The Passing Parade: Cheap Shots from a Drive By Mind

"...difficile est saturam non scribere. Nam quis iniquae tam patiens urbis, tam ferreus, ut teneat se..." " is hard not to write Satire. For who is so tolerant of the unjust City, so steeled, that he can restrain himself... Juvenal, The Satires (1.30-32)

Tuesday, August 13, 2013

Dumbasses, or just my opinion...

I’ve heard that Presidentialmania (not the President but an incredible imitation, and if you remember this bit of Broadway puffery then you are older than you say you are) opened in Los Angeles the other night with a performance on the Tonight Show, said performance coming with all the smoke and mirrors that the low information voters have come to expect from the star of the show.  This, in turn, brings up an interesting question, or at least I think it’s interesting; you may take an entirely different view of the matter, which is only right, I think, it being a free country and all.  The question is this: when did dumbasses become so significant a voting bloc here in this our Great Republic that the non-somnambulatory portion of the body politic must endure the former junior senator from Illinois’ constant televised catering to their ignorance?  

That the dumbasses have been with us always is a fact of American political life; one need only remember the turn of the last century philosopher George Ade’s comment that “…the Plain People are worth dying for until you bunch them and give them the cold Once-Over, and then they impress the impartial Observer as being slightly Bovine, with a large Percentage of Vegetable Tissue. “  It seems that not much has changed since then. The only difference between then and now, as far as I can see, is that then almost everyone was a low information voter—they had no choice in the matter. Radio hadn’t gotten much beyond the Morse Code stage of broadcasting, the big city newspapers didn’t make much of a splash outside their own municipal ponds, and the small town papers were largely pastiches of wire service reports, the farm report, the church page, and the news that the town’s last surviving Civil War veteran had just died, the passage of time succeeding where Robert E. Lee had failed. People knew what was going on in their local little burgs, but getting the big picture was much harder to do.  Today, of course, there is no excuse for not getting the big picture.  We have gone from suffering from a dearth of information to being able to gorge ourselves on a surfeit of the stuff.  Given that, you have to wonder how and why there are still low information voters in this country.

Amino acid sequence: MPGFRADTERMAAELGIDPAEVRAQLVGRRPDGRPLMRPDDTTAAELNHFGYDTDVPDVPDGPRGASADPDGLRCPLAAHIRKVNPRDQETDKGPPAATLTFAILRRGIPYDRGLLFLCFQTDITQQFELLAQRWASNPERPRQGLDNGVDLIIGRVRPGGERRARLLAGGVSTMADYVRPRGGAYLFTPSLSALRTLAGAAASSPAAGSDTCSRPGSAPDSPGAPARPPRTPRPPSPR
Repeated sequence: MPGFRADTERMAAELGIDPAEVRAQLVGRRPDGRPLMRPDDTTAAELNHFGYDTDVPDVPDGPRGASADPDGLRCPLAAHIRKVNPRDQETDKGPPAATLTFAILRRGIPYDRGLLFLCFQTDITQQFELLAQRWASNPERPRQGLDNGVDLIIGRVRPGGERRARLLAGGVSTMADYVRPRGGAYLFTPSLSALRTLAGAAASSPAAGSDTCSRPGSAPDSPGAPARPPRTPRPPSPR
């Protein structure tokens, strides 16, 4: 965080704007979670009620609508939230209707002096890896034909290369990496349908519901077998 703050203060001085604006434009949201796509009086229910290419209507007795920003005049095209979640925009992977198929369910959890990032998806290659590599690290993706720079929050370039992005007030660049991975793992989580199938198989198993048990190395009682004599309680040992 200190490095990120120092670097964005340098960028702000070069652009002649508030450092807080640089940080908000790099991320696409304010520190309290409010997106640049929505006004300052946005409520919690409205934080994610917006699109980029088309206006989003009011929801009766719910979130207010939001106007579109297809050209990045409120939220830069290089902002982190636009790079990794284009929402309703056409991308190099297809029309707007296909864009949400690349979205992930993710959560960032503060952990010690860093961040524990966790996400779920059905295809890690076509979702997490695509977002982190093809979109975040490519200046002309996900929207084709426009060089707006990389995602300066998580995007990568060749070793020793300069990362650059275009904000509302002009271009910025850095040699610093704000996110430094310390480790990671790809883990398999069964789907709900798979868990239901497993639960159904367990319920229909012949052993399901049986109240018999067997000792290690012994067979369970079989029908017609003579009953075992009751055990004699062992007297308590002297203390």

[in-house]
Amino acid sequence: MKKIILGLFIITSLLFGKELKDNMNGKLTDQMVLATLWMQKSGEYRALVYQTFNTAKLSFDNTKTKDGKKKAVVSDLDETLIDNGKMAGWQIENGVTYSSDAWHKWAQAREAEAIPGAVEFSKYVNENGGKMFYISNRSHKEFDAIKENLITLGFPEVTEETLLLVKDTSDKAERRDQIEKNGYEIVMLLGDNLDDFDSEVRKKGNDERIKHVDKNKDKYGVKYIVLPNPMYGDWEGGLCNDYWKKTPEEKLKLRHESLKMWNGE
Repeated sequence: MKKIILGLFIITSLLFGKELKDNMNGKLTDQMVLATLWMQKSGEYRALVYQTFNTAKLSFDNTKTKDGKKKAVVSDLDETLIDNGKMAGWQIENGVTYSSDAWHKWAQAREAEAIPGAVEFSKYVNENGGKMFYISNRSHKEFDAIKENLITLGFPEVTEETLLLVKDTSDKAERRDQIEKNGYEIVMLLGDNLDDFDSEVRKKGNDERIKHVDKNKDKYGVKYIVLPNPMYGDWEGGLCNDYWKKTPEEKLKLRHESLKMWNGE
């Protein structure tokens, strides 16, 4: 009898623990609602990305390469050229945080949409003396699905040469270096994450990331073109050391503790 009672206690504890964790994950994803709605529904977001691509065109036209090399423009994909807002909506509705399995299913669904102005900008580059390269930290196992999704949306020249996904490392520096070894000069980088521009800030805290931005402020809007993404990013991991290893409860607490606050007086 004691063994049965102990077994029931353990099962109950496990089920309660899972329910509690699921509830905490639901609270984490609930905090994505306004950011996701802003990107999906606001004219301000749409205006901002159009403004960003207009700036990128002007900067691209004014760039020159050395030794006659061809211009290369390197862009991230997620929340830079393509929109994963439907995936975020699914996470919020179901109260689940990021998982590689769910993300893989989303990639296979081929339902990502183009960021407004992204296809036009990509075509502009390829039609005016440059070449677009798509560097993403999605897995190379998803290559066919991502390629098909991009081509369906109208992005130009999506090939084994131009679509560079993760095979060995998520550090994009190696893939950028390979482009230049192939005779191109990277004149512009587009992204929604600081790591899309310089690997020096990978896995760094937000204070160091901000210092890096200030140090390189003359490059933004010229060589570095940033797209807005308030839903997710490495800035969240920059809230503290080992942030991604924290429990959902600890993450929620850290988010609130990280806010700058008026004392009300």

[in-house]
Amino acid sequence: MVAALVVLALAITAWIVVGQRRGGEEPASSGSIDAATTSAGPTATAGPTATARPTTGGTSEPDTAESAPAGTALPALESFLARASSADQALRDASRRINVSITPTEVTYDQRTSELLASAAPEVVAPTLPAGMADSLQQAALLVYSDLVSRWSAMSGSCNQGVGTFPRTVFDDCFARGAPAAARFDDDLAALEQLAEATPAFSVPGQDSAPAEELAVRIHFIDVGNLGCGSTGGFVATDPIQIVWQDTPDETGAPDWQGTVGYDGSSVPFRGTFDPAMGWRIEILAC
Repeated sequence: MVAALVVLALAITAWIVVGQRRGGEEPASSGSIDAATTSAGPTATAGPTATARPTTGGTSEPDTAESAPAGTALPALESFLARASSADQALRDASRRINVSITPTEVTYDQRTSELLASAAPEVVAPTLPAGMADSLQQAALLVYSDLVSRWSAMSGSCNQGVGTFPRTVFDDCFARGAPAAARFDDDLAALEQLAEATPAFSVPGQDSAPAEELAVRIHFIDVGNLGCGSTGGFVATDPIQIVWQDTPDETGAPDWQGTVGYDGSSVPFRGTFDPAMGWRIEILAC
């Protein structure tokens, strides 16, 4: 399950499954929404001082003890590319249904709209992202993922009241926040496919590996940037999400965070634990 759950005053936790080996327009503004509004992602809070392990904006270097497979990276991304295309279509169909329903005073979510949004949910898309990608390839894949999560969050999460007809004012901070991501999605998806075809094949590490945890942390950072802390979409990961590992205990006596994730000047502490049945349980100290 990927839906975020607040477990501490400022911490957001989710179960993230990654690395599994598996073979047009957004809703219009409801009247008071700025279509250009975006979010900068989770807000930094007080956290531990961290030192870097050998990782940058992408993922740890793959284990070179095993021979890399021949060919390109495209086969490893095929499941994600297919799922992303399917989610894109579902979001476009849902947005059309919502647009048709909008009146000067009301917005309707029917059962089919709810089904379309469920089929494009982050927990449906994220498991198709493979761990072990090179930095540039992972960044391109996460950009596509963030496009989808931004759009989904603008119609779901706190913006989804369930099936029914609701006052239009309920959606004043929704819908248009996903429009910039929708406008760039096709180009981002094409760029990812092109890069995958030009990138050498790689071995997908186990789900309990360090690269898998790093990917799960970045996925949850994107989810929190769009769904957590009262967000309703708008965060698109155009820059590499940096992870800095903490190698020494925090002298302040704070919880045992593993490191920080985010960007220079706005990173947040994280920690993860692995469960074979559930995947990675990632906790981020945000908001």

Actually, you don’t have to wonder too much.  The fact is that democracy, as a form of government, requires the citizenry to pay attention to what is going on around them and most people don’t want to bother.  Why bother keeping yourself informed when you can while away the hours chatting with friends on the social media sites or playing Angry Birds or getting the scoop on which Hollywood starlet is checking herself into rehab this month?  Thinking is hard, dammit, and a good many people would just as soon avoid it if they possibly can.  So why not get your news from late night comedy shows?  They’re on television, just like the news is, and they don’t make you think too hard, the way the news does, or rather, the way the news used to, because that might hurt your brain, which is not a good thing, no two ways about it, and they’re a lot funnier than the news ever was, no two ways about that, either. And that’s the way the Republic ends, folks, not with a bang but with a chuckle.

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  • At 7:31 AM, Blogger SnoopyTheGoon said…

    Well, the hordes of Canucks on their small horses are just waiting for that last chuckle, I guess. But we can be certain, that in 100-300 years they will settle down, invent the two-party system and restore the New York Times to its former glory.

    At least future is predictable that way.

  • At 8:51 AM, Blogger Dick Stanley said…

    I do buy the "who cares?" definition of the low-info voter. I have seen it in action. Most people treat a newspaper like a cafeteria. They take a little of this (the comics, usually) and a little of that (Dear Abby, for one) and then put it back on the coffee table in the dentist's office. They move on. And they watch the Rube because all it takes is one click (or flick of the clicker) instead of two or three to move the mouse and its illuminated pointer to the Favorites page to bring up Politico, Fox News, National Review or whatever other contrarian outlet is there in abundance nowadays. So they no longer have the excuse of no outlets, as you say, or only one-sided ones, as in pre-Internet days when avuncular Walter was telling it "the way it is" ha, ha. So that all that remains is the why bother? attitude. It is tempting when the only solution to political corruption is to vote for Tweedle-Dee or march in the street and get all sweaty, and be ignored by the old Democrat media if you're not singing their song.

  • At 12:39 AM, Anonymous Tia said…



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